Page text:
Fines for violating the General Data Protection Regulation (GDPR), the central privacy law of the European Union, have soared almost sevenfold in less than a year.
According to law firm DLA Piper, data protection authorities across the EU have handed out fines totalling €1.1 billion for breaches of GDPR rules since January 28, 2021. That's almost seven times more than a year ago when fines totaled €159 million – and the highest amount since GDPR came into force four years ago.
Big Tech companies astronomical fines
Big Tech companies, with astronomical penalties levied against them, are the main contributors to these record numbers. The US online retailer, Amazon, is facing the highest fines after Luxembourg data protection authorities hit them with a whooping €746 million penalty. WhatsApp is next in line with a €225 million fine for inadequate personal data processing practices.
GDPR has certainly been effective in making everyone sit up and listen to data protection law and data protection enforcement.
Next, there are open questions over cross-border data transfers between the EU and the US, which affect the two software giants, Meta and Google. Meta was able to challenge the Irish Data Protection Commission's order that they stop using Standard contractual clauses (SCCs) for cross Atlantic data transfers. This order was later dismissed by Ireland's High Court, so both Meta and Google's analytics service are now under the watchful eye of the European privacy guard dogs.
Ever since GDPR was introduced in 2018, authorities all over Europe are enforcing privacy rights for consumers with greater confidence. The aim is for all EU citizens to have better control over what happens with their personal information. Companies are, therefore, required to show a clear legal basis under which they are collecting and processing users' sensitive data. In case of any breaches, companies must notify authorities about them within 72 hours of the incident. Failure to do so can bring about hefty fines — up to 4% of a company's annual global revenue or €20 million, whichever is higher.
Data transfer disputes
Currently, the biggest challenge facing data protection authorities is to avoid any potential GDPR oversights. They need to ensure compliance with major EU court decisions made back in 2020, including those which limit options for secure transfer of data to the US – the last one currently being a major issue, according to the chair of DLA Piper's U.K. data protection and security group, Ross McKean.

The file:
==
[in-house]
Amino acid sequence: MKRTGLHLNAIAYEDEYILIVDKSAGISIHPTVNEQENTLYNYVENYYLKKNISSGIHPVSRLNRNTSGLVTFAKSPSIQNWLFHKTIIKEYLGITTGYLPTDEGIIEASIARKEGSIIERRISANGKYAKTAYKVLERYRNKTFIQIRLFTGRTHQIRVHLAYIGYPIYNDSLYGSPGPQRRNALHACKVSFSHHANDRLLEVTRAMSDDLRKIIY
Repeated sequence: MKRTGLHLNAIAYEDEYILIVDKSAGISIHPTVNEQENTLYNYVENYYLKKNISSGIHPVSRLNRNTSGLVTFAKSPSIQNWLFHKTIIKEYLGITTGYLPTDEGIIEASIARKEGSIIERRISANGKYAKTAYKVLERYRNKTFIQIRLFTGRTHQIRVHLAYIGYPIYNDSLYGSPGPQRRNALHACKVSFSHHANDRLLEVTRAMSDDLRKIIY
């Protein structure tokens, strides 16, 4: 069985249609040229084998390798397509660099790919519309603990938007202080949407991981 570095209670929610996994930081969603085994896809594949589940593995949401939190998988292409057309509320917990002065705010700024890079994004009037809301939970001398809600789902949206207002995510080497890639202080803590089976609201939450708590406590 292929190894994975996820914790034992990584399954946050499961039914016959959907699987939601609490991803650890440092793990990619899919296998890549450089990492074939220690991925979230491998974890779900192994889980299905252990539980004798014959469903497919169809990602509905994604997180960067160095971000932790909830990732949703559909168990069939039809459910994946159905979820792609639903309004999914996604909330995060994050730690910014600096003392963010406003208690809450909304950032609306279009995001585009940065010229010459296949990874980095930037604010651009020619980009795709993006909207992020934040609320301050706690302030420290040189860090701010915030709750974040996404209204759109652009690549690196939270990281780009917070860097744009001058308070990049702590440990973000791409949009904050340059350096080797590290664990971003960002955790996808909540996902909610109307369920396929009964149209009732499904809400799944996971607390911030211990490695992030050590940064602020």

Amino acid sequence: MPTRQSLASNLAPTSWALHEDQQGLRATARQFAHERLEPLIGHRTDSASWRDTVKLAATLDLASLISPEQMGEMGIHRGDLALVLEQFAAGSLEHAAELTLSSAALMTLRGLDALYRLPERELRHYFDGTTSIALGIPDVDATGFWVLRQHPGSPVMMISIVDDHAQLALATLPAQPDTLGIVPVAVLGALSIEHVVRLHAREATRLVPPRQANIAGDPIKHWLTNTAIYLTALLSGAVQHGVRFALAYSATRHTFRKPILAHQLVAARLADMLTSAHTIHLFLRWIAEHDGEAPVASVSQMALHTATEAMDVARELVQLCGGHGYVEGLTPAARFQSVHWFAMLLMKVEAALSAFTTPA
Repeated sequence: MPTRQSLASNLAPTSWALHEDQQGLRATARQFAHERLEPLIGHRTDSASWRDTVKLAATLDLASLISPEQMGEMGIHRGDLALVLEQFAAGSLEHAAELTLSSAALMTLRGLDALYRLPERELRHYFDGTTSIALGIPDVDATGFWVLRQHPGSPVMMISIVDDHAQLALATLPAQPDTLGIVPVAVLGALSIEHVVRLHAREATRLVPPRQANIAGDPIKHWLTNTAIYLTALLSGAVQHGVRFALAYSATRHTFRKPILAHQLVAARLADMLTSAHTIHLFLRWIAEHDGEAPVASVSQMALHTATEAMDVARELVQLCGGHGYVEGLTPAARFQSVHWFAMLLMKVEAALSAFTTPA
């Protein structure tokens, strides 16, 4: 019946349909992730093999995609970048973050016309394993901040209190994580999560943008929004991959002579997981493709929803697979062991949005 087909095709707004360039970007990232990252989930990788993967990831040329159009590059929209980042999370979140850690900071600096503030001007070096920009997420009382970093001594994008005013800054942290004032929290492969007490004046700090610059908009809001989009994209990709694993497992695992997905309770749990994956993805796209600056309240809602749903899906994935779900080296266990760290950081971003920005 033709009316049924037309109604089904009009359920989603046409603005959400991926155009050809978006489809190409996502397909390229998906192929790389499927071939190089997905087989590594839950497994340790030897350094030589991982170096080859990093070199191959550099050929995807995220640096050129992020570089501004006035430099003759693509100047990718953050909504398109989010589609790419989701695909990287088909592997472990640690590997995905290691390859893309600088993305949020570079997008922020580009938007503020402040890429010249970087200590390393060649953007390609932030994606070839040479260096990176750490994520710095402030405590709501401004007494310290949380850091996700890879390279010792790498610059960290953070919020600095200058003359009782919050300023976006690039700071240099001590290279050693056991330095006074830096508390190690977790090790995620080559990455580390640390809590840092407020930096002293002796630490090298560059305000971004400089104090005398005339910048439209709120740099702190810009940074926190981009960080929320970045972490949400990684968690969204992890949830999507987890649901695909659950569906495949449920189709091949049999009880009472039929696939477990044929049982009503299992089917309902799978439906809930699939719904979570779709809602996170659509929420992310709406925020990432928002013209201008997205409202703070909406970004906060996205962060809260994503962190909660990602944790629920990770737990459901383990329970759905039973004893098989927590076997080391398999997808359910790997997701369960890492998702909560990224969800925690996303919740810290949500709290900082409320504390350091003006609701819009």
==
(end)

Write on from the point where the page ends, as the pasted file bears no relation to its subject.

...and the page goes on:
In 2020, the European Court of Justice invalidated the use of Privacy Shield, used as the framework for legal cross Atlantic data until that point. Standard contractual clauses (SCCs) became the most common method for legally processing transfers since then.
SCCs, however, are on "life support", according to McKean. Besides, they leave a lot of space for disputes. A good example is Meta, currently caught up in one such dispute with the Irish Data Protection Commission. In the meantime, officials from the EU and US are still working on a new privacy data agreement to replace Privacy Shield.
Future of EU data protection law
Thanks to advancements in the internet, wearable technology, and AI, data protection laws had to change over the last couple of decades as well. Looking to the future, we can expect further evolution of privacy laws to follow along with anticipated (and even unanticipated) technological innovations.
With new regulations and fines skyrocketing each year, we can likely expect a rise in GDPR appeals, especially with more companies challenging rulings in the last couple of years. It seems many of them have gained the confidence to fight against fines. Companies and organizations no longer hesitate to challenge accusations from data protection authorities. That many of these authorities run on tight budgets, and are often understaffed, certainly makes the prosecution mistake hunt seem a viable endeavor – at least one worth a try, considering the size of the fines otherwise.
Both Amazon and WhatsApp are in the process of appealing their respective penalties. We will follow up with the outcomes of their challenges.